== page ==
Richard Thompson, legendary folk-rock guitarist and singer-songwriter, will come to the Old Whaling Church on Thursday, June 27, for a solo acoustic show. Thompson’s career began more than 50 years ago, fusing traditional Celtic music and rock ’n’ roll with the British band Fairport Convention. He’s been making music steadily ever since, both as a solo artist and with others, gaining renown as a songwriter and guitarist. You’ve probably heard his voice on WMVY or WUMB over the years; “1952 Vincent Black Lightning” is one of his biggest hits, and his song “Dimming of the Day” was covered by Bonnie Raitt and many others. This will be his first appearance on the Island, and he has an immense repertoire to draw from.
Thompson’s songwriting has firm roots in the traditional ballads of the British Isles — many of which are bleak tales — but he also grew up listening to jazz and rock ’n’ roll. The result is engaging and energetic, even when the story ends in death. (He doesn’t write bubblegum pop — but he does play a cover version of Britney Spears’s “Oops! … I Did It Again.”) His lyrics are clever, and can be whimsical or cynical, sometimes conveying a sense of hope even as they walk through dark alleys.
His guitar playing is as noteworthy as his songwriting. Rolling Stone included Thompson in its list of the 100 greatest guitarists of all time. Fitting the guitar into traditional Celtic music, as he did with Fairport, called for something beyond basic strummed chords. Although guitars are almost ubiquitous in modern folk music, but they’re not a traditional instrument in the British isles — fiddle, harp, and bagpipe go back farther there. To bring the guitar into that tradition, Thompson improvised and worked with different tunings to echo the sounds of the bagpipe or fiddle. He gets a big range of sounds out of the instrument. He plays both acoustic and electric guitars, and has been a guest or session musician on over 100 albums by a variety of artists. He often uses a hybrid picking technique, with a pick held between the thumb and forefinger while finger-picking on the higher-pitched strings of the guitar.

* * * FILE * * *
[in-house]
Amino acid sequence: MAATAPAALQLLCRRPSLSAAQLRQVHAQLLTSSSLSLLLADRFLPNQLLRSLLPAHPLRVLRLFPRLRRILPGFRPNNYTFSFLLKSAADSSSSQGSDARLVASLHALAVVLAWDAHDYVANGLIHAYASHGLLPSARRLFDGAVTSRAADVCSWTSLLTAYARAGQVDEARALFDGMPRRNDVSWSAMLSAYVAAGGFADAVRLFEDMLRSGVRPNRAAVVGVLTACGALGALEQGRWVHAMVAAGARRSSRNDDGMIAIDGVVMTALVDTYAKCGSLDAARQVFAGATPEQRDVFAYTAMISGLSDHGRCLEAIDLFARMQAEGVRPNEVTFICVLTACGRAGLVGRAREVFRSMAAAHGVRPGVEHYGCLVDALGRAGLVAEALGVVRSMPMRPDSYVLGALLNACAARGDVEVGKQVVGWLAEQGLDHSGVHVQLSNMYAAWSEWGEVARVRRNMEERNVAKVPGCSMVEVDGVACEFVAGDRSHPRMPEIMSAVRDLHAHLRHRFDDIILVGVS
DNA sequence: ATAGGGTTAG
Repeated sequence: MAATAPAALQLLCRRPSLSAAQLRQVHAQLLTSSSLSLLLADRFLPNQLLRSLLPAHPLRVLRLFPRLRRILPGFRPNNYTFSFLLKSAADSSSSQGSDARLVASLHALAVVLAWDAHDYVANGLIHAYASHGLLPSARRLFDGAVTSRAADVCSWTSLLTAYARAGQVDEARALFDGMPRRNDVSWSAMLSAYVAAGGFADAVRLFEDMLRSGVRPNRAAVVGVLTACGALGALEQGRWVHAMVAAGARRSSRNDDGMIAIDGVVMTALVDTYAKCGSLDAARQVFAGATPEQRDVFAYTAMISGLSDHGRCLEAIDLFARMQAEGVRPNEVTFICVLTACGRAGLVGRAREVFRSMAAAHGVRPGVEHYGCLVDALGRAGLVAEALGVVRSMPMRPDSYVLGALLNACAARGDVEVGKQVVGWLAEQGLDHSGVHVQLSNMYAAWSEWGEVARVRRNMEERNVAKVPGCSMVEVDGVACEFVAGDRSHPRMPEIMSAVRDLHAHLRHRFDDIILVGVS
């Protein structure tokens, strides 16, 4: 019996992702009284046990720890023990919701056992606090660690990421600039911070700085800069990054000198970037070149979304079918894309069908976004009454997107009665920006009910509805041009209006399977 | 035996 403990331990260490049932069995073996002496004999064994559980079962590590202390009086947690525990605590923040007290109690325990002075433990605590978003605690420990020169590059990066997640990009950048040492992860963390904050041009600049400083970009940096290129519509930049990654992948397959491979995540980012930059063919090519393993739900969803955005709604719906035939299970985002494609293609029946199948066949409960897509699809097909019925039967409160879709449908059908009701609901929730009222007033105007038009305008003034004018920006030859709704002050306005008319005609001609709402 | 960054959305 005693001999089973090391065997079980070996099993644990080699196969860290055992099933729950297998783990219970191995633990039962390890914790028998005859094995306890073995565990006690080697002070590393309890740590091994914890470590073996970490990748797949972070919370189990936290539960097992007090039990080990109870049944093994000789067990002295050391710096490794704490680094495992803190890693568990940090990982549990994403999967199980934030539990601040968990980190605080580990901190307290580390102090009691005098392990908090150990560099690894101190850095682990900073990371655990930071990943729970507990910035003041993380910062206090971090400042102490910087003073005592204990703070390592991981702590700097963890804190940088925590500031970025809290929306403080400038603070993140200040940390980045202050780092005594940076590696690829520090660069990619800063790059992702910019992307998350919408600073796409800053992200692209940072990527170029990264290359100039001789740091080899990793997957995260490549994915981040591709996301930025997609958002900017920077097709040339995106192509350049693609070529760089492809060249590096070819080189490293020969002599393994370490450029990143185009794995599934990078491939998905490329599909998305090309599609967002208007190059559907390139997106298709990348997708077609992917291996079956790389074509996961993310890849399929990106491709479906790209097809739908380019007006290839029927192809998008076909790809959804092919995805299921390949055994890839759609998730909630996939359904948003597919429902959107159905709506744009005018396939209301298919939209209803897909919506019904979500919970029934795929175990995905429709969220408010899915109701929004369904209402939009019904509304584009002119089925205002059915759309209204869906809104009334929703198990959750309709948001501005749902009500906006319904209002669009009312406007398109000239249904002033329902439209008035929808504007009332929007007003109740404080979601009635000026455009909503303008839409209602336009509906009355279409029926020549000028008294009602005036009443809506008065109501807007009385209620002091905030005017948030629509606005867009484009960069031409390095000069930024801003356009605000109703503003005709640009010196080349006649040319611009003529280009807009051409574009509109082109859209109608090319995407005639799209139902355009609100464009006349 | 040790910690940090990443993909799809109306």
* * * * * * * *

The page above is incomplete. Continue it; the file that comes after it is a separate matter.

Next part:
This concert is likely to feature songs from his latest album, 13 Rivers.” “I wrote the songs as a group to hang together,” he says. “They belong together in some way, and seem to possess a commonality since they were written in the same time and space.” He self-produced the album, and fans give it rave reviews. “The Storm Won’t Come” is the first song on the album, an energetic, driven piece that echoes the feeling of waiting for a change, the building tension before a thunderstorm. “The song references wanting to change your life — but it’s a difficult undertaking,” he says. “You have to wait for it to happen naturally. You can’t force it.”
Beyond the songs from “13 Rivers,” he will probably pull from the hundreds of songs he’s written over the past half-century, and maybe some from before that time. His “1000 Years of Popular Music” album goes back to the era when music was recorded only in human memory and with marks of ink on sheepskin. He’s a practiced performer who has learned to bring new interpretations to old songs to keep them alive over the years.
Critical acclaim for Richard Thompson has been impressive. In addition to his spot on Rolling Stone’s “100 Greatest Guitarists of All Time,” he has Lifetime Achievement Awards from the BBC and the Americana Music Association. His popular ballad “1952 Vincent Black Lightning” is on Time magazine’s “100 Greatest Songs” list. In 2011 he was granted an Order of the British Empire by Queen Elizabeth II at Buckingham Palace. The Old Whaling Church isn’t Buckingham Palace, but it should be a fitting venue for Thompson’s solo show.
Richard Thompson at the Old Whaling Church, part of the M.V. Summer Concert Series. Friday, June 27, 8 pm. Visit mvconcertseries.com for tickets.